1MDB would have showed a much larger loss than its RM669m loss before tax if it hadn’t included in its books a surplus on revaluation of investment properties amounting to RM897m.
In the previous year (year ended 31 March 2013), 1MDB included a revaluation surplus of RM2.7bn in its accounts. If it had not done this, it would have incurred a loss of close to RM2.0bn instead of a profit before tax of RM0.9bn.
Other points to note:
- 1MDB’s finance/interest costs of borrowings has soared to RM2.4bn from RM1.6bn a year earlier.
- Similarly, its “general and administrative” expenses rose to RM1.4bn from RM0.9bn the previous year. That’s about 40 per cent more than the Penang state government’s 2015 budget of RM1.0bn! What accounts for this sharp rise in administrative expenses?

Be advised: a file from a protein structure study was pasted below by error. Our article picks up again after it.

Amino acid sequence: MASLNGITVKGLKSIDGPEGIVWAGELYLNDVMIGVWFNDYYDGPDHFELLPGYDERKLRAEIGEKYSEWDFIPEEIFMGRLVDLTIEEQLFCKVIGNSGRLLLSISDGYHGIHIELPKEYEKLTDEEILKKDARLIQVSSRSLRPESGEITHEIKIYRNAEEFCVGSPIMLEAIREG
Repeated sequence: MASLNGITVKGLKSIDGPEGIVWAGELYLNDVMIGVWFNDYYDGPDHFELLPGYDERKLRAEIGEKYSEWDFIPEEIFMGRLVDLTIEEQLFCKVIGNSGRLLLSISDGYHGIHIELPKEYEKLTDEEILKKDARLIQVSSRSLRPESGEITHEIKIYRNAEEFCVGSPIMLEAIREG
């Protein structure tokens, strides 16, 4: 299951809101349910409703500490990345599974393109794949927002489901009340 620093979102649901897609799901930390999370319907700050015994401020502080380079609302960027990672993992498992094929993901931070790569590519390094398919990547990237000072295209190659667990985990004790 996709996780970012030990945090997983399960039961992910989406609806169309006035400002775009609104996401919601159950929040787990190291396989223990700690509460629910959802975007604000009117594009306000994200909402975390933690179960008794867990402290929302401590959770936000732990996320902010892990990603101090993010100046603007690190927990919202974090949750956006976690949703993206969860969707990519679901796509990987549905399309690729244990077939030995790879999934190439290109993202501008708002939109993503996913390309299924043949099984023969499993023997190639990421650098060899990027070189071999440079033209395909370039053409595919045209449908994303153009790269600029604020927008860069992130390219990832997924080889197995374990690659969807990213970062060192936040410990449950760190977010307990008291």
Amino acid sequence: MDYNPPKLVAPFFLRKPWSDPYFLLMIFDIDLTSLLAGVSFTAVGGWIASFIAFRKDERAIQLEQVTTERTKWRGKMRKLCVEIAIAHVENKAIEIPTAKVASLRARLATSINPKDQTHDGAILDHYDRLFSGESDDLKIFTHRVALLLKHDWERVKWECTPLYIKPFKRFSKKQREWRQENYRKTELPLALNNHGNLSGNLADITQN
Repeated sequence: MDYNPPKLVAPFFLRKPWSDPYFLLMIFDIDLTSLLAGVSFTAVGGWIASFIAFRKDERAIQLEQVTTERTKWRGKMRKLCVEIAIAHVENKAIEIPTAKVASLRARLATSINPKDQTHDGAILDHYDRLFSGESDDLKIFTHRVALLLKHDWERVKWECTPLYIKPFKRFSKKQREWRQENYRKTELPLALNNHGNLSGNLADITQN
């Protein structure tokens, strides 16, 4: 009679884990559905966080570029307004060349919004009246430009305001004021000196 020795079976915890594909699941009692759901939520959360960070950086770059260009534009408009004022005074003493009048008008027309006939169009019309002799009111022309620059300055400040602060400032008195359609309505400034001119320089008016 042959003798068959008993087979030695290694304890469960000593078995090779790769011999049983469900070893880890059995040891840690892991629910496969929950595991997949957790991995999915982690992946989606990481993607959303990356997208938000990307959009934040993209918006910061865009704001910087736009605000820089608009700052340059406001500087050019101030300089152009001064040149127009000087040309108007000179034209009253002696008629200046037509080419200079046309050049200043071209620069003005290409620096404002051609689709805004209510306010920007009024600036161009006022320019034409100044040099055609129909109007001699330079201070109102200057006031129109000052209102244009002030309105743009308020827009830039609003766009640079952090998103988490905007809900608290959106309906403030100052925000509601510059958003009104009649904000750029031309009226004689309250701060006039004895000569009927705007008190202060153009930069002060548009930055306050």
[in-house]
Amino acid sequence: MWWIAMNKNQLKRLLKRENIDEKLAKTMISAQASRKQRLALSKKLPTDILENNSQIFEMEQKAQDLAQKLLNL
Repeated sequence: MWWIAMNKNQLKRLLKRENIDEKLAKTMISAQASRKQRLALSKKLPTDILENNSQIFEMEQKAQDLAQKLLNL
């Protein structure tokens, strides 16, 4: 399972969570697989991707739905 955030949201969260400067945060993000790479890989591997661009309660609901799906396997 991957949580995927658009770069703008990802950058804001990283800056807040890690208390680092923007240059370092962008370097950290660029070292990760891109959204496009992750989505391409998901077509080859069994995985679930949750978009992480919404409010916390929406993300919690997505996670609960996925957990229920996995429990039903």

- The RM1.2bn “impairment loss on goodwill” in the previous year is actually part of the so-called “goodwill” of RM2.6bn derived from 1MDB’s acquisition of power assets that had to be partly written off. This RM2.6bn “goodwill” is from the purchase of power assets from Ananda Krishnan’s Tanjung Energy (Powertek Energy) (RM1.8bn) and Genting Sanyen (RM0.8bn). An accounting term, goodwill represents the difference between the amount paid for the assets and the fair (actual) value of those assets. In that sense, some believe that 1MDB overpaid for these assets (bearing in mind the concession agreements were expiring). That might explain why RM1.2bn of the so-called “goodwill” had to be promptly written off.